Interviewing and active listening often involve a mediator or supervisor who asks questions and listens carefully to determine the nature of a conflict. After that, they might suggest helpful ways for the two people engaged in a dispute to solve and move past it.
Here are several conflict resolution skills necessary for this:
- Relationship Building
- Sense of Humor
- Verbal and Non-Verbal Communication
Why is Conflict Resolution Important?
Contrary to popular belief, ignoring a dispute will not make it go; instead, it might worsen, causing it to become highly destructive.
However, solving a conflict before it escalates can reap many benefits, including reducing stress, building deep relations, and helping achieve common goals. Here we discuss the primary causes of disputes and the benefits of conflict resolution:
What Causes Conflicts
Here are the three common factors leading to conflicts among loved ones, employees, and organizations:
Misunderstandings are one of the most prevalent causes of conflict. It might arise from misinterpreting the following:
- The nature and objective of a job
- The difference in values, beliefs, or needs
- Expectations about how someone should do a task
- Work conditions and wages
Effective communication relies on sending and receiving clear and complete messages. You can solve most relationship and organizational problems by focusing on the message's clarity. Both parties communicating are responsible for ensuring they consider these issues before sending a message.
Luckily, streamlining personal and workplace communication is not as challenging as it sounds. Here are several actionable tips:
- Hold regular staff/management meetings to promote better communication and transparency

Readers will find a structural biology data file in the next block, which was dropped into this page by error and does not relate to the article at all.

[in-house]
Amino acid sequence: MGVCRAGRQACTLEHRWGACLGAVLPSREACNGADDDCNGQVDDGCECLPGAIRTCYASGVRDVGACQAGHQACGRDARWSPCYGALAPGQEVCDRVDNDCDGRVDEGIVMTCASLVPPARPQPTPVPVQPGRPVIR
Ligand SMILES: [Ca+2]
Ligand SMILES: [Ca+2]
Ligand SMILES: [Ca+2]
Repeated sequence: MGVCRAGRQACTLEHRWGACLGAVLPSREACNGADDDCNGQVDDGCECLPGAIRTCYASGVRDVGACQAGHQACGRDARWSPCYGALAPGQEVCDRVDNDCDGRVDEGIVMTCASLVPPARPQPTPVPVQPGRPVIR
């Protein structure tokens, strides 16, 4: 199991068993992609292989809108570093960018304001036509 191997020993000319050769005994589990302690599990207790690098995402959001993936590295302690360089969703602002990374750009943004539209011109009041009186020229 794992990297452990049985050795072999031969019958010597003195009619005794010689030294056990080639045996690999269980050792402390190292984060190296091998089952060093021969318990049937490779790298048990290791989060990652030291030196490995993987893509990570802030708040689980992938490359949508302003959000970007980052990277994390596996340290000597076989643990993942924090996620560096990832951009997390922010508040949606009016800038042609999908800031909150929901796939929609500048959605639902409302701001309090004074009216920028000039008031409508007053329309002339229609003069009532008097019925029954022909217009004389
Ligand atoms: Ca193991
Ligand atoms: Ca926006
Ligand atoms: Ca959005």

- Create a work-life balance to ensure you're giving time to your loved ones
- Give everyone time to talk and voice their opinions
- Listen more than you talk
Frustration and Stress
Feeling frustrated, stressed, or exhausted can increase your irritability, thus leading to increased conflicts. Therefore, you must recognize the signs of workplace or personal stress to prevent burnout.
Try to help people pinpoint the underlying cause of stress and take steps to combat these factors. Sometimes, stress and frustration might arise due to the following things:
- Criticism and lack of management
- Continual Crises
- Dirty or untidy workspace
- Overcrowding or lack of privacy and personal space
- Poor communication
The tension between family members/staff members
Reasons to Solve Conflicts
Conflict resolution aims to help two people reach a satisfying, beneficial agreement. But there are several other reasons to resolve a workplace or personal dispute:
- To learn more about those with different ideas, beliefs, and backgrounds: Resolving a conflict requires you to look at the argument from the other person's perspective.
- To continue building a relationship with the opponent: If you find a peaceful solution with your opponent, you ensure that your relationships continue to grow and flourish.
- To find peaceful solutions to challenging situations: Disputes that escalate require time, energy, motivation, and a good reputation. Negotiating and finding a solution can help protect these resources while making new allies!
Benefits of Conflict Resolution